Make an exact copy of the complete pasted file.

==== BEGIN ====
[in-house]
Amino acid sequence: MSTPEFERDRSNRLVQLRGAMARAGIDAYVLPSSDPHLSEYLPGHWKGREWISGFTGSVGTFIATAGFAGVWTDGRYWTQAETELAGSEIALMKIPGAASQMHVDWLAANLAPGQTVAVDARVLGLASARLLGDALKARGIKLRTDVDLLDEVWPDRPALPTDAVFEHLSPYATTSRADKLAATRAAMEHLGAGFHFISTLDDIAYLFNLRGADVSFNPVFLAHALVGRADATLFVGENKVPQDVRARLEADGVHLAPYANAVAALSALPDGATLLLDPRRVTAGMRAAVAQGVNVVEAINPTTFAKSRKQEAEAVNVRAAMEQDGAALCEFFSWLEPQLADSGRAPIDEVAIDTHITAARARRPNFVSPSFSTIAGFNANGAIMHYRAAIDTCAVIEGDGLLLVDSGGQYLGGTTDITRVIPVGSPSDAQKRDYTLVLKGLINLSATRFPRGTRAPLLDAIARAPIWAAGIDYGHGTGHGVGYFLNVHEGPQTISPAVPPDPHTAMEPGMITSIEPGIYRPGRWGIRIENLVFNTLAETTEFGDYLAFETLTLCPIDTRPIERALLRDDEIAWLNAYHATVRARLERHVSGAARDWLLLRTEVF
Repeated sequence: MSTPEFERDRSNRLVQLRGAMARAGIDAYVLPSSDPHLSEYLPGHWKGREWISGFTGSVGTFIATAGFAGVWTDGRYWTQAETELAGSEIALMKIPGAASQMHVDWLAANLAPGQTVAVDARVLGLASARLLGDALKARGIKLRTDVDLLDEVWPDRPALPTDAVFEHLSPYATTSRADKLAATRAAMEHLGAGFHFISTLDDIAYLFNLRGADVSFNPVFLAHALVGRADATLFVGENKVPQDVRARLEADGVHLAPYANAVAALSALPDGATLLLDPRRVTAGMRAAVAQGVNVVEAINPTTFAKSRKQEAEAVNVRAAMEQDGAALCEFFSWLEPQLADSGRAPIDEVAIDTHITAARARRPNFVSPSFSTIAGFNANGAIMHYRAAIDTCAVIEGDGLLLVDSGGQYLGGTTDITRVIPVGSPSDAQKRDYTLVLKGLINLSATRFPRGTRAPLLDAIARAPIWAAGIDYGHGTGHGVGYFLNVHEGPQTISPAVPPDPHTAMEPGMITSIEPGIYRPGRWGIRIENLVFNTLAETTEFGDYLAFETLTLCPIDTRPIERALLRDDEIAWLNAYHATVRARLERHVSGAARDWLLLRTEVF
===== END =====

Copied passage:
[in-house]
Amino acid sequence: MSTPEFERDRSNRLVQLRGAMARAGIDAYVLPSSDPHLSEYLPGHWKGREWISGFTGSVGTFIATAGFAGVWTDGRYWTQAETELAGSEIALMKIPGAASQMHVDWLAANLAPGQTVAVDARVLGLASARLLGDALKARGIKLRTDVDLLDEVWPDRPALPTDAVFEHLSPYATTSRADKLAATRAAMEHLGAGFHFISTLDDIAYLFNLRGADVSFNPVFLAHALVGRADATLFVGENKVPQDVRARLEADGVHLAPYANAVAALSALPDGATLLLDPRRVTAGMRAAVAQGVNVVEAINPTTFAKSRKQEAEAVNVRAAMEQDGAALCEFFSWLEPQLADSGRAPIDEVAIDTHITAARARRPNFVSPSFSTIAGFNANGAIMHYRAAIDTCAVIEGDGLLLVDSGGQYLGGTTDITRVIPVGSPSDAQKRDYTLVLKGLINLSATRFPRGTRAPLLDAIARAPIWAAGIDYGHGTGHGVGYFLNVHEGPQTISPAVPPDPHTAMEPGMITSIEPGIYRPGRWGIRIENLVFNTLAETTEFGDYLAFETLTLCPIDTRPIERALLRDDEIAWLNAYHATVRARLERHVSGAARDWLLLRTEVF
Repeated sequence: MSTPEFERDRSNRLVQLRGAMARAGIDAYVLPSSDPHLSEYLPGHWKGREWISGFTGSVGTFIATAGFAGVWTDGRYWTQAETELAGSEIALMKIPGAASQMHVDWLAANLAPGQTVAVDARVLGLASARLLGDALKARGIKLRTDVDLLDEVWPDRPALPTDAVFEHLSPYATTSRADKLAATRAAMEHLGAGFHFISTLDDIAYLFNLRGADVSFNPVFLAHALVGRADATLFVGENKVPQDVRARLEADGVHLAPYANAVAALSALPDGATLLLDPRRVTAGMRAAVAQGVNVVEAINPTTFAKSRKQEAEAVNVRAAMEQDGAALCEFFSWLEPQLADSGRAPIDEVAIDTHITAARARRPNFVSPSFSTIAGFNANGAIMHYRAAIDTCAVIEGDGLLLVDSGGQYLGGTTDITRVIPVGSPSDAQKRDYTLVLKGLINLSATRFPRGTRAPLLDAIARAPIWAAGIDYGHGTGHGVGYFLNVHEGPQTISPAVPPDPHTAMEPGMITSIEPGIYRPGRWGIRIENLVFNTLAETTEFGDYLAFETLTLCPIDTRPIERALLRDDEIAWLNAYHATVRARLERHVSGAARDWLLLRTEVF